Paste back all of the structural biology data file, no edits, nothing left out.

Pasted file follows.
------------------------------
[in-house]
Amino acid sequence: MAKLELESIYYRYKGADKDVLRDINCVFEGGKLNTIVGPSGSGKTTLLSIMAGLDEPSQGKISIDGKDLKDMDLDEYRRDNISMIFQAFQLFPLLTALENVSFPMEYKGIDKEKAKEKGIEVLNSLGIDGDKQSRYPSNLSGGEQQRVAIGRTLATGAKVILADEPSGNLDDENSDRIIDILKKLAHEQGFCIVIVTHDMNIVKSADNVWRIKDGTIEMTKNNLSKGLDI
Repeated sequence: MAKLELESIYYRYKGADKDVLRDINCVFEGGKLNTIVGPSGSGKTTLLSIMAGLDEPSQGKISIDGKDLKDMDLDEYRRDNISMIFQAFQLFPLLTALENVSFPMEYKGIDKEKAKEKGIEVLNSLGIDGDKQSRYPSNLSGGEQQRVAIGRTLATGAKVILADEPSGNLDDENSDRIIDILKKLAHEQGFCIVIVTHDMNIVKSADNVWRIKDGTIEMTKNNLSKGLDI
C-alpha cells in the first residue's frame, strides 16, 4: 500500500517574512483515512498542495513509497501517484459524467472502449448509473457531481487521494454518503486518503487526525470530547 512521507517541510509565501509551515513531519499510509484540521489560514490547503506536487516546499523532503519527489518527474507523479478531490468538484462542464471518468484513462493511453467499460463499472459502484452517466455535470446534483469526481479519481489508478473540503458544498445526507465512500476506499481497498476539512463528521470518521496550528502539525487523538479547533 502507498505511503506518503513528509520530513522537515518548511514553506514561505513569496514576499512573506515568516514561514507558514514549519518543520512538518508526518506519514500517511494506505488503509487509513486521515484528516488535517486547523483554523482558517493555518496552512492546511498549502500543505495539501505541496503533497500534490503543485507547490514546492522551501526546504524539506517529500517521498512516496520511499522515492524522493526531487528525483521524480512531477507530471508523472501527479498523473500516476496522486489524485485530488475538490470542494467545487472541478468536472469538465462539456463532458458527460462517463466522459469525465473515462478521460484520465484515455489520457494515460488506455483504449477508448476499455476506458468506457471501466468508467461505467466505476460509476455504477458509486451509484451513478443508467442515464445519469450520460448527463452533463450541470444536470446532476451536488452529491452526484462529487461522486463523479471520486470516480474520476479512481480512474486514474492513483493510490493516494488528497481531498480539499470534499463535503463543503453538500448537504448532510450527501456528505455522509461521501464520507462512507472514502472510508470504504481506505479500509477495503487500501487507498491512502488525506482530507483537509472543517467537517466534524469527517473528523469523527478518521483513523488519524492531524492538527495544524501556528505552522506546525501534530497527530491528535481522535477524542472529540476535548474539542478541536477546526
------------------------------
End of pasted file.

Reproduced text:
[in-house]
Amino acid sequence: MAKLELESIYYRYKGADKDVLRDINCVFEGGKLNTIVGPSGSGKTTLLSIMAGLDEPSQGKISIDGKDLKDMDLDEYRRDNISMIFQAFQLFPLLTALENVSFPMEYKGIDKEKAKEKGIEVLNSLGIDGDKQSRYPSNLSGGEQQRVAIGRTLATGAKVILADEPSGNLDDENSDRIIDILKKLAHEQGFCIVIVTHDMNIVKSADNVWRIKDGTIEMTKNNLSKGLDI
Repeated sequence: MAKLELESIYYRYKGADKDVLRDINCVFEGGKLNTIVGPSGSGKTTLLSIMAGLDEPSQGKISIDGKDLKDMDLDEYRRDNISMIFQAFQLFPLLTALENVSFPMEYKGIDKEKAKEKGIEVLNSLGIDGDKQSRYPSNLSGGEQQRVAIGRTLATGAKVILADEPSGNLDDENSDRIIDILKKLAHEQGFCIVIVTHDMNIVKSADNVWRIKDGTIEMTKNNLSKGLDI
C-alpha cells in the first residue's frame, strides 16, 4: 500500500517574512483515512498542495513509497501517484459524467472502449448509473457531481487521494454518503486518503487526525470530547 512521507517541510509565501509551515513531519499510509484540521489560514490547503506536487516546499523532503519527489518527474507523479478531490468538484462542464471518468484513462493511453467499460463499472459502484452517466455535470446534483469526481479519481489508478473540503458544498445526507465512500476506499481497498476539512463528521470518521496550528502539525487523538479547533 502507498505511503506518503513528509520530513522537515518548511514553506514561505513569496514576499512573506515568516514561514507558514514549519518543520512538518508526518506519514500517511494506505488503509487509513486521515484528516488535517486547523483554523482558517493555518496552512492546511498549502500543505495539501505541496503533497500534490503543485507547490514546492522551501526546504524539506517529500517521498512516496520511499522515492524522493526531487528525483521524480512531477507530471508523472501527479498523473500516476496522486489524485485530488475538490470542494467545487472541478468536472469538465462539456463532458458527460462517463466522459469525465473515462478521460484520465484515455489520457494515460488506455483504449477508448476499455476506458468506457471501466468508467461505467466505476460509476455504477458509486451509484451513478443508467442515464445519469450520460448527463452533463450541470444536470446532476451536488452529491452526484462529487461522486463523479471520486470516480474520476479512481480512474486514474492513483493510490493516494488528497481531498480539499470534499463535503463543503453538500448537504448532510450527501456528505455522509461521501464520507462512507472514502472510508470504504481506505479500509477495503487500501487507498491512502488525506482530507483537509472543517467537517466534524469527517473528523469523527478518521483513523488519524492531524492538527495544524501556528505552522506546525501534530497527530491528535481522535477524542472529540476535548474539542478541536477546526